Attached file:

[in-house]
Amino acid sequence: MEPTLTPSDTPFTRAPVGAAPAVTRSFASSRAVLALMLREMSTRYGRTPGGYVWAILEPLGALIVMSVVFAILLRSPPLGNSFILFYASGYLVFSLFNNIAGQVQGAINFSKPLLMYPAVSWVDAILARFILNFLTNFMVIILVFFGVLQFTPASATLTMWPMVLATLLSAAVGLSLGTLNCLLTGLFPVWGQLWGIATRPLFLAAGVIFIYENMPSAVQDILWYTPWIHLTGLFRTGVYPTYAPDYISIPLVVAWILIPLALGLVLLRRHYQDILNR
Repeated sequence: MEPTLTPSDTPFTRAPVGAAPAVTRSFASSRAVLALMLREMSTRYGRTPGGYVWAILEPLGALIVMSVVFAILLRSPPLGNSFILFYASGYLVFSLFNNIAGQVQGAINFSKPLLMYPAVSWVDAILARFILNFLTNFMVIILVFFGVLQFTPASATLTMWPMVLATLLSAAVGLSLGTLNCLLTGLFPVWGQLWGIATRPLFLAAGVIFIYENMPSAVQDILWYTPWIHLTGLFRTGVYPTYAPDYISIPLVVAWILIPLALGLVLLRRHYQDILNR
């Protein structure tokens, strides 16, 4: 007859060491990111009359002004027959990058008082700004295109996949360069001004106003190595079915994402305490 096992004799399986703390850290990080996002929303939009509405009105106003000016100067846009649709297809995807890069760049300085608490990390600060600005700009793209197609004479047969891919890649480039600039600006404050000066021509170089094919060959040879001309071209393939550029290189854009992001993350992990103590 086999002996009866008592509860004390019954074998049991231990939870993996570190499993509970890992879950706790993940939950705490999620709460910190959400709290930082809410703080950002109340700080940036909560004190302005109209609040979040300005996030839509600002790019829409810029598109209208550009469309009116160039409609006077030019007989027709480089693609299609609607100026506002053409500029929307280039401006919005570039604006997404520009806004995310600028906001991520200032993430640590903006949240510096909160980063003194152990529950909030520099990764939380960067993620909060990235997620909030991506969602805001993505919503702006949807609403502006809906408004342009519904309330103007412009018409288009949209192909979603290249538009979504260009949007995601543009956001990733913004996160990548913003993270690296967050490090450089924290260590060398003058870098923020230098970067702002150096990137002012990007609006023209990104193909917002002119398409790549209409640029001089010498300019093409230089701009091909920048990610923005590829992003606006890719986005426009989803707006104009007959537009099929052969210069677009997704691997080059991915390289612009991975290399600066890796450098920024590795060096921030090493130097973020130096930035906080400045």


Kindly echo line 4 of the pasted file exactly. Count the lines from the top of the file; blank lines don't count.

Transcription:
């Protein structure tokens, strides 16, 4: 007859060491990111009359002004027959990058008082700004295109996949360069001004106003190595079915994402305490 096992004799399986703390850290990080996002929303939009509405009105106003000016100067846009649709297809995807890069760049300085608490990390600060600005700009793209197609004479047969891919890649480039600039600006404050000066021509170089094919060959040879001309071209393939550029290189854009992001993350992990103590 086999002996009866008592509860004390019954074998049991231990939870993996570190499993509970890992879950706790993940939950705490999620709460910190959400709290930082809410703080950002109340700080940036909560004190302005109209609040979040300005996030839509600002790019829409810029598109209208550009469309009116160039409609006077030019007989027709480089693609299609609607100026506002053409500029929307280039401006919005570039604006997404520009806004995310600028906001991520200032993430640590903006949240510096909160980063003194152990529950909030520099990764939380960067993620909060990235997620909030991506969602805001993505919503702006949807609403502006809906408004342009519904309330103007412009018409288009949209192909979603290249538009979504260009949007995601543009956001990733913004996160990548913003993270690296967050490090450089924290260590060398003058870098923020230098970067702002150096990137002012990007609006023209990104193909917002002119398409790549209409640029001089010498300019093409230089701009091909920048990610923005590829992003606006890719986005426009989803707006104009007959537009099929052969210069677009997704691997080059991915390289612009991975290399600066890796450098920024590795060096921030090493130097973020130096930035906080400045």